Three young men dressed in baggy clothes and snap-back baseball caps are rapping to a homemade beat on a portable microphone. They’re in a small house in Comuna 13, one of the poorest and historically most violent neighborhoods of Colombia’s second-largest city, Medellín.
But the house isn’t a gang hideout. And the teens aren’t rapping for a party of “pandilleros” (gang members).
The Casa Morada (the Purple House) is a community center frequented by locals of all ages looking for a safe space to express themselves through a style of hip hop centered around peace and social justice.
The residents of Comuna 13 have long faced conflict and gang control, but many locals say that hip hop has helped change the neighborhood and its young people for the better.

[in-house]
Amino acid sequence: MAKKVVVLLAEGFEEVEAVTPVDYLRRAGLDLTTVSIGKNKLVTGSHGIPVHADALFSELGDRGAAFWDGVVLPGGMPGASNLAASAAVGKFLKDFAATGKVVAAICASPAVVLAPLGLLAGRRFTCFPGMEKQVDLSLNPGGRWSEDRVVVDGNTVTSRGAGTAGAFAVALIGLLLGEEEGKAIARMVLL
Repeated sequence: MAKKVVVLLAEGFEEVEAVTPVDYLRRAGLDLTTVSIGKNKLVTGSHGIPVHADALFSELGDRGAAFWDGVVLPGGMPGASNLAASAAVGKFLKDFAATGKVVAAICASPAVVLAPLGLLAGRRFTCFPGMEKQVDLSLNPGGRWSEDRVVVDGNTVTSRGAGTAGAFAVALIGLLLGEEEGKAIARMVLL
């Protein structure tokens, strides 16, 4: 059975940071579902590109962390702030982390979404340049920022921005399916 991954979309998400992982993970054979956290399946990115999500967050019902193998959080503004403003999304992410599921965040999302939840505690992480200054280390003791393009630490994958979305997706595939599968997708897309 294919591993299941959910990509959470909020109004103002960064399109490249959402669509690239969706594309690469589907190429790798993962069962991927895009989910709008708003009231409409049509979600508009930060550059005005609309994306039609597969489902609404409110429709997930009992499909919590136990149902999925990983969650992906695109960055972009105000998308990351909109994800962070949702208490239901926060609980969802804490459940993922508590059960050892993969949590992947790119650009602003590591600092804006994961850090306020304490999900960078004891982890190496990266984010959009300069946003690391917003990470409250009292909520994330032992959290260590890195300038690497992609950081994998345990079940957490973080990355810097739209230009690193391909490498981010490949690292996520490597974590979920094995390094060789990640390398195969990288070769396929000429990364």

Although many residents initially associated hip hop with gangs and crime, their perceptions have been reshaped after nearly a decade of seeing hip hop used as a “tool for social transformation,” said a local hip hop teacher and community leader who goes by the rapper name Kbala.
“Seven years ago, rappers and graffiti artists were seen as delinquents,” he said. “But that has changed so that we are now recognized in the neighborhood and lots of people approach us asking, ‘Help me with my son. Take him to your classes.’”
Throughout Latin America, governments and grassroots groups have attempted to harness the popularity and energy of hip hop as a tool for preventing violence and crime, particularly among young people.
Scant anecdotal evidence suggests such projects may be effective in terms of providing at-risk youths with alternatives to criminality, but there have been very few systematic evaluations of these efforts, and programs face various obstacles to successful and sustainable implementation.
Read the rest of this regional analysis at InSight Crime.